This past week we have been literally "a stone's throw" from Afghanistan, to prove it we stopped the truck and tried it out at the river which represented the border between Tajikistan and Afghanistan. Steve got his stone onto the opposite riverbank but the rest of us didn't manage so far. We were just across the Pamir River, running into the Panj River, in Tajikistan. The Wakan Corridor is a narrow strip of Afganistan that was designed to separate British India from Imperial Russia during the "Great Game" era. The road continued along the starkly beautiful valley for another 640km with Afghanistan just across the raging river torrent. We left Kyrgyzstan earlier in the week at what must be one of the most remote border crossings we have done for a while. The road started off bad and got far worse as we crossed the Kyzyl-Art Pass between the countries. Washed out bridges, mud slides and huge potholes were hard to concentrate on as our eyes were constantly drawn upwards to the lofty peaks still shrouded in snow in the height of summer. We said goodbye to our last mountain sheep statue on a plinth, a frequent roadside attraction in Kyrgyzstan, and gingerly made our way down the other side. With so few people using the border the Tajik soldiers had to be roused from their beds to process the many documents we needed to get into the country. The contrast couldn't have more different, while the Kyrgyz side was green, it felt like we had transited to the moon with the stark lunar landscape on the Tajik side. In a panorama with so few people it wasn't hard to find a spot to camp in, however an hour or so after we had set up camp an almost impossible-to-break, soviet built, small UAZ truck approached us. They wanted to cross the river, swollen with melt water, to go to their summer camp but were concerned about getting stuck. Could we pull them out them out if it all went wrong? We were pleased to get back to our chicken stew on the fire, when they made it though. We were even more pleased for them, when washing up, to see them crossing back safely over heavily laden with yak dung patties for fuel waving triumphantly. The bazaar at Murghab was entirely constructed of old shipping containers, a motley collection in the middle of nowhere but filled with friendly souls many wearing the traditional Kygryz felt hats. The scenery as we drove through the valleys of the Pamir Mountains was otherworldly with screes slopes of every colour of the rainbow, I hadn't even know that you could get purple rocks. Above these were the constant presence of high peaks cloaked in white. That night we took a detour a few kilometres off the road to sleep the night beside Lake Bulunkul. When we awoke in the morning, Steve and I snuck out while the girls slept on to climb the nearby hill and admire the still, mirror-like lake reflecting the surrounding mountains. Although the main road continued through Pamirs, we wanted to take a side route across the Kargush Pass towards the Tajik border overlooking the Wakan Corridor of Afganistan. It was a dramatic drive with just the odd marmot as company. We were hoping our special permit was valid at the rough two man army checkpoint on the other side, there had been some confusion at an earlier checkpoint with our half-forgotten Russian about whether we would be allowed onwards, we didn't fancy the drive back over the pass. We were allowed to continue on the single lane dirt road which was often cut out of the sheer cliffs walls of the valley. Between the army post and the first village of Langar, there was a 70km section that was completely uninhabited. You know you have found a good camp spot when you stop for lunch somewhere and decide to spend the night. With no wind and bathed in sunshine, it was warm enough to sit outside and admire the stark walls of the canyon changing colour as the light shifted. Pulled off on an old section of the road, far above the rushing waters, we saw one other vehicle that whole afternoon. In the mountains the weather is always changeable and after a couple of hours we were snuggled inside listening to the wind howling. The glimpses we got of Afghanistan, so tantalisingly close, were fascinating. Like the Tajik side, the villages were limited to patches of green clinging perilously to the impossible steep mountainsides. We'd been delighted to learn from the Kygyz herders we met that they use the word "caravan" for a group travelling together. Now here on the Afghan side we saw a caravan, just as how you would imagine it from the Silk Road days, with camels and horses laden with goods packing up at mud brick house. The road was pretty bad on the Tajik side, damaged by spring floods and geological activity, but at least it was continuous. On the Afghani side between a few small hamlets it was still being built, a few men chipping away at the sheer rock face with basic picks, and I assume some dynamite, but thankfully not when we were driving past. Compared with the mental image you get when you think of Afghanistan, it looked very serene and arcadian. Where's the next bit of road!?! The rest of the week was spent slowly, and very bumpily, making our way along the 640km of the Pamir Valley. To the left of us, the river gradually swelling from a grey gushing stream to a scary looking muddy brown torrent. As normal as it is for this time of year, as more meltwaters join from the mountains every kilometre. It must have been pretty high this year as the swirling waters crashed against the sides of the canyon, flooding the banks and we saw it had even washed away some of the road on the Afghan side. One of our favourite spots was in the widest part of the valley, where the river had spread out and slowed to a less alarming flow. We found a spot on the riverbank way off the road, surrounded by purple flowering bushes and a partially separated branch of the river that had warmed in the sun. Time for a family hair wash and a whole body dip for the bravest of us all (Lucy). Our hot water heater tank broke way back in Thailand and these last couple of months in the mountains have been painful at times, so we were thankful for the slightly warmer wash. In Khorog, the pleasant main town of the Pamirs Steve went off to find a welder for our disc-brake covers, a reoccurring problem every 10,000 km. Asking some workmen demolishing a house, they took him to another building site and welded the 2 covers. They refused any payment at all, even money for cigarettes, with a "Welcome to Khorog. " The next day Steve replayed the karma by helping a couple of local guys who were subjecting their poor tiny Chevrolet Spark to hundreds of kilometres of roads that were challenging for a hardcore 4x4, with only a screwdriver for a repair kit. Unsurprisingly their steering rods had gone awry. On a road like that, I'm not sure they were going to make their final destination without another roadside stop, hopefully someone else nearby will have more than a screwdriver. Driving up the narrow and steep Bartang Valley to the north, hoping to do a short trek, I lost my nerve and made Steve turn round when we were already 16 km in. The river took up the whole width of the valley, flooding any possible place where we might camp, and was lapping the edge of the low track. The fast flowing torrent wouldn't look out of place in a disaster movie, especially in such a steep-sided, narrow canyon. Only the 3 villages we passed through, tiny pockets of green in the brown bare valley, seemed high enough out of the waters. The villagers were working hard in the short summer, planting and nurturing their crops in every inch of green. However, they didn't seem at all perturbed by the amount of water, smiling and waving as we passed back through. I stuck with my overlanding mantra, "Always go with your instincts." Seeing the floods, we decided that the trek didn't look at all attractive. As it started with a valley crossing in a metal box suspended across the swollen river a bit like cable car, just big enough for 4 - definitely like a start of a disaster movie! It was almost dark when we eventually found a spot off the road with no rock falls above and away from edge of the cliff dropping off into the river. In the end the only spot we could find was at an steep angle just a few metres off the road. We moved on early the next morning and drove for a couple of hours to find a flat spot for school, it's hard to concentrate on your sums when your pencil keeps on rolling off the table. The temperature was rising as we finished school and lunch and we were set for the afternoon of bumping along the next few kilometres, when Steve heard the tell tale "hiss" - a slow puncture. The flat meadow away from the dusty road, isn't a bad place to spend the afternoon getting all sweaty and dirty. It took a couple of hours to get back on the road. Thankfully a carload of friendly guys, happy to show off their masculinity, came along just at the right point. Helping us lift the 120kg tyre in its rack back onto position onto the back of the truck, a less than one minute job but the one thing the two of us can't do on our own. Both the Pamirs and the Wakan Corridor amazed us with their stark natural beauty and sense of remoteness. The constant dichotomy at looking up in awe at the mountains and down in horror at the road and the rushing river below us, was thrilling. We loved being out in the wilds; camping properly again; cooking outside; and the joy of the open road. But suddenly and almost unexpectedly it was over, after hundreds of bone jarring and shock absorber breaking kilometres, we hit Chinese laid smooth tar 50 km before the last pass. We cruised our way through villages, rather than squeezing our way through avenues of mulberry trees, and easily passed the double-length China bound articulated lorries (I kid you not!) we had been praying not to meet on the tightest corners. The river then veered off to the left at the bottom of the pass, as we headed up and onwards to the hot dry hills of central Tajikistan. Pamirs - we will miss you.
The roar of the river as the white water crashed down the mountainside almost kept us awake, we had to shut the windows on one side of the truck to keep the noise to a manageable level. As we looked out of those windows though we could see green meadows covering the hills and further up snow still lay on the mountain tops. . This description could cover a number of our camping spots here in Kyrgyzstan over the last week. Wild camping is easy and each night we found a beautiful spot to set up camp. It's been good to get back into camping wild and cooking outside again. We needed to head back to Bishkek however, to pick up our Uzbekistan visas. Mind you this didn't mean we had to stay in Bishkek. Just south of the city and only 30kms from the Uzbek Embassy, was a National Park preserving a lovely valley leading up into the mountains. This meant we could camp up in the hills and head down into the city to pick up our visas and get some other jobs done. . Once in Bishkek after collecting the visas we thought it would be remiss not to see the sights of the city. Not that there really are that many sights. Kyrgyzstan is much more about its natural beauty than the beauty of its towns and cities. Still the Lonely Planet described the main square as being architecturally "neo-brutalist in style". Intrigued as to what this meant we headed there. In reality, I would describe it as more classical Soviet. Apart from the square and the obligatory statue of Lenin, now tucked away in a back park, there was not a lot to see but it was a pleasant enough city to while away a few hours. As we enjoyed dinner of shashlik (kebabs) and pelmeni in the gardens of a tea house, Gilly and I were reminiscing just how familiar everything felt in a comforting way and how so much reminded us of our time living in Moscow. Bishkek was very different to Moscow and in fact reminded me more of Almaty but the language, customs and food were familiar. Unfortunately the GAI (traffic police) were also just as familiar, sitting extorting bribes from the passing traffic in lieu of issuing tickets but other than this we were really enjoying our time in Kyrgyzstan. After dinner we headed back out to the hills. It was amazing how quickly the big city melted away to be replaced by small villages and then the mountains. The next morning we thought we would get a bit closer to the mountains so hiked up the valley to a waterfall. It was a pleasant walk with lovely views along the way. Being much lower than the Tibetan plateau we were amazed at just how green everything was. We have still had to drive some fair distances. When looking at a map it may not seem far between places but because of all the mountain ranges the road skirts round it ends up been a fair old drive. Heading out of Bishkek we headed back up into the mountains. As we climbed we could see more and more of the nomadic people with their yurts and horses near the side of the road. There was lush green pasture along the road to feed the horses and the people were busy selling fermented mares milk and other such things to the passing traffic. As we reached the top of one mountain range the road entered a tunnel. It was the darkest, murkiest tunnel we have been in and has seen people asphyxiated in the past. It was a relief to come out of the gloom to more stunning views. That night we made camp on a hilltop overlooking a reservoir. As usual we had the place to ourselves and could enjoy the view in peace. Leaving the reservoir we travelled along a spectacular gorge. All along the way we could see great places to camp by the water but we decided to push on. As we did the topography changed and we had entered the flat arable land close to the Uzbek border. The people here were closer to the Uzbeks and it had a much more Central Asian feel. It had also got hot now we were in the lowlands. We turned off the main road and headed up a valley. All along the road people were selling fruit and vegetables. We again found a lovely spot by a rushing river to camp. It was a wide grassy spot that had been cut out of the mountainside by the water that came from the mountains and made a great spot to camp. The only disturbance was the odd lorry picking up stones from the river bed. . The next morning we headed into Arslanbob. The village is famous for supposedly having the worlds largest walnut grove. It's a traditional Kirghiz village in a lovely setting with the mountains towering behind it. It is supposedly a tourist hotspot but we didn't see another tourist all day. Mind you there were lots of locals around heading to the nearby waterfalls which had the atmosphere of a local fair. They were packed. Whilst we too ended up at the small waterfalls, which were not that special, we had instead enjoyed a much more pleasant walk around the village and down the country lanes. Excited children wanted to say hello and have us take their photos. We returned for a late lunch and stopped at the local cafe. The menu was samsa ( a lamb mince and onion pasty) or ......samsa. So we had samsa with a pot of green tea. A bargain at $3 for all of us. Whilst the village was nice we decided to return to our riverside spot to enjoy the peace and quiet. Or at least so we thought. We were settled in for the night and eating dinner when first a herd of cows were brought down to the pasture followed by 300 sheep. The friendly herders came over for a chat and through our bad Russian we were able to learn that they were taking the animals up to the snow line to feed on the fresh grass. It was nice to meet and talk to some genuine nomads. The following day was a long days driving. First to Osh to stock up with provisions. As again there was nothing to really see in town we decided it was not worth stopping and so headed out of town and back up into the high mountains. As we left Osh we started to climb into the hills again passing herders herding their sheep to the higher pastures for the summer. When we left Osh it was 38 degrees, by the time we reached our camping spot overlooking the mighty Pamirs it had dropped to 16 degrees. Mind you we were now at 3,300m. Next we would be heading to Tajikistan and the Pamir Highway.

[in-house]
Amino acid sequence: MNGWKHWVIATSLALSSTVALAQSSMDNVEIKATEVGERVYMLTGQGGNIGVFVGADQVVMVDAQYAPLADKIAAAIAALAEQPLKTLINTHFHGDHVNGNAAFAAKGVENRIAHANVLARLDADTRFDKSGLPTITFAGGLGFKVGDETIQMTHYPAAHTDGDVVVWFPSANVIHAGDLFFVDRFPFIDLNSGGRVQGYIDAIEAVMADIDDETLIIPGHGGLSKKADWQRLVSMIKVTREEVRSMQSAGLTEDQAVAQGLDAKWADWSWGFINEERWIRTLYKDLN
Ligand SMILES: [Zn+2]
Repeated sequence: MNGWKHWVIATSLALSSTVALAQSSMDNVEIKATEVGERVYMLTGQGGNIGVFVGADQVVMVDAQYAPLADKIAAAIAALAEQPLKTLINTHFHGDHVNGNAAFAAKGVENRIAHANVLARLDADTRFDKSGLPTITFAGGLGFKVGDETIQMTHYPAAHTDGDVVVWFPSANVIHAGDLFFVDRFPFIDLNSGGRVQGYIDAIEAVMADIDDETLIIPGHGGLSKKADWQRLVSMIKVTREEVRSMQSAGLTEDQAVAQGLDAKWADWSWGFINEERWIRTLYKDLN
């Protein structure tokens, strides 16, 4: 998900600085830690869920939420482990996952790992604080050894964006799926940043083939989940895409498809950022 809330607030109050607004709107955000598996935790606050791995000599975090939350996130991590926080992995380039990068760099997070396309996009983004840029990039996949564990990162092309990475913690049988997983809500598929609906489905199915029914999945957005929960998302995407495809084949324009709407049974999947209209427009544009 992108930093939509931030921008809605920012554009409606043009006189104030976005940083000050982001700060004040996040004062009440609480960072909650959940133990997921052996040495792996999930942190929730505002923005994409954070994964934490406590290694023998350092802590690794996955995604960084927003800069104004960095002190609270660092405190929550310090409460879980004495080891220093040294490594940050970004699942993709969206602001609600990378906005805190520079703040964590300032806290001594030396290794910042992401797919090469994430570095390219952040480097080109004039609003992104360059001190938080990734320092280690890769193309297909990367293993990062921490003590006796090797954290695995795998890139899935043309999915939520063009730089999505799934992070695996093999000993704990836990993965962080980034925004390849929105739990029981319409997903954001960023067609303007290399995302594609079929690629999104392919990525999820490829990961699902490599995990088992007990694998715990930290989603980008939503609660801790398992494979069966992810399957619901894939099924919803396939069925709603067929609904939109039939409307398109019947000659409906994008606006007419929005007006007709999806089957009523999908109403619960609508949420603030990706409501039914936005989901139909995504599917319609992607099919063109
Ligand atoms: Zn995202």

Alisha spent the first three years of her life in Russia. Almost every day during that time I was told by some kindly soul to "Make sure that child is properly wrapped up," irrespective of the actual weather. It is a national obsession, very understandable given the climate, and everyone from Babushkas (grannies) in the park to the scary looking security guards of our apartment had an opinion. Poor child, even if she couldn't actually move for the number of layers, it was never enough. It felt comfortably familiar then when the first thing I heard in Russian on our entry into Kyrgyzstan, our first country in Central Asia, was "Make sure those children are well wrapped up," from the huge, warmly camouflage-clad Kyrgyz border guard. I smiled at its familiarity, even after all these years. . Leaving Kashgar many hours earlier, we knew we would have a hell of a day getting out of China. It was the waiting that was frustrating, even with an almost empty border post and a guide, everything took an age and had to be checked and double checked. It was when we got to the second border post, nearly 100km for the first and learnt that the border guards were on their lunch and nap break. 2 hours later they were still snoozing away, while we slowly went crazy. What are they soldiers or toddlers?! It's not like the border is open 24 hours, they had only been open a few hours before and for 2 hours after. . Coming down from the the pass, the scenery couldn't have been more different from the dry sandy cliffs on the other side with green, gently undulating, mountains. The Kyrgyz border, although scarily slightly soviet looking, couldn't have been easier. With no town for many miles and lots of leftover Chinese Yuan, they even let Steve pay the Eco-tax in Yuan. Asking around the office, they let him change a bit more knowing we would need some before Bishkek "...because it is Ramadan and we want to help." . It was getting late when we pulled off the main road a 17km detour up a narrow green valley to Tash Raban. A 15th century caravanasi built strongly of stone in what is now the middle of nowhere but during the Silk Road's heyday an important stop. It felt wonderful to park up where we wanted to and sleep somewhere without needing permission and registration from the police. It was a long drive the following day to Bishkek, we enjoying the vistas of snow capped peaks with rolling green hills in front, dotted with yurts. "What do you want to eat for tea?" We asked the girls in town. "Chips, burgers or pizza." Was the instant reply. We all enjoyed the food in China and by the end even eating our breakfast roasted peanuts individually very easily with chopsticks but they were ready for a change. The multinationals haven't made it to Bishkek but we found a classy burger cafe, where we all ate royally for a few dollars. The following morning we put our applications in at the Uzbek embassy. As they didn't need the passports we were then free to do some exploring while they checked out our credentials. Lake Issyk-Kul is the second biggest alpine lake in the world, after Lake Titicaca. On the southern side we found an idillic camping spot just metres away from its chilly azure shoreline with snow covered mountains as a background on both sides. It was great to have a few days to stop, relax and sort everything out. There was plenty of time to play outside, cook over a fire and generally get back into the swing of our "normal" overlanding life. China and Tibet were an epic part of our drive around the world but it was pretty full on and very regimented. It was also time to get the girls back into proper school routine again, on the road in China they did a good job trying to work while driving with the odd half an hour desk work when we could but it wasn't the same. After a couple of days we felt like moving on and found another pretty spot further east on a little peninsula. There wasn't much around just scrubby bush and gravel and beautiful views of the mountains and lake and the peace was sublime. We had an afternoon of exploring the multihued sandy valley away from the lake on the way. The vertical sedimentary rock layers made us think of stegosaurus skeletons. Feeling renewed and refreshed we headed back to Bishkek to find out about our Uzbek visas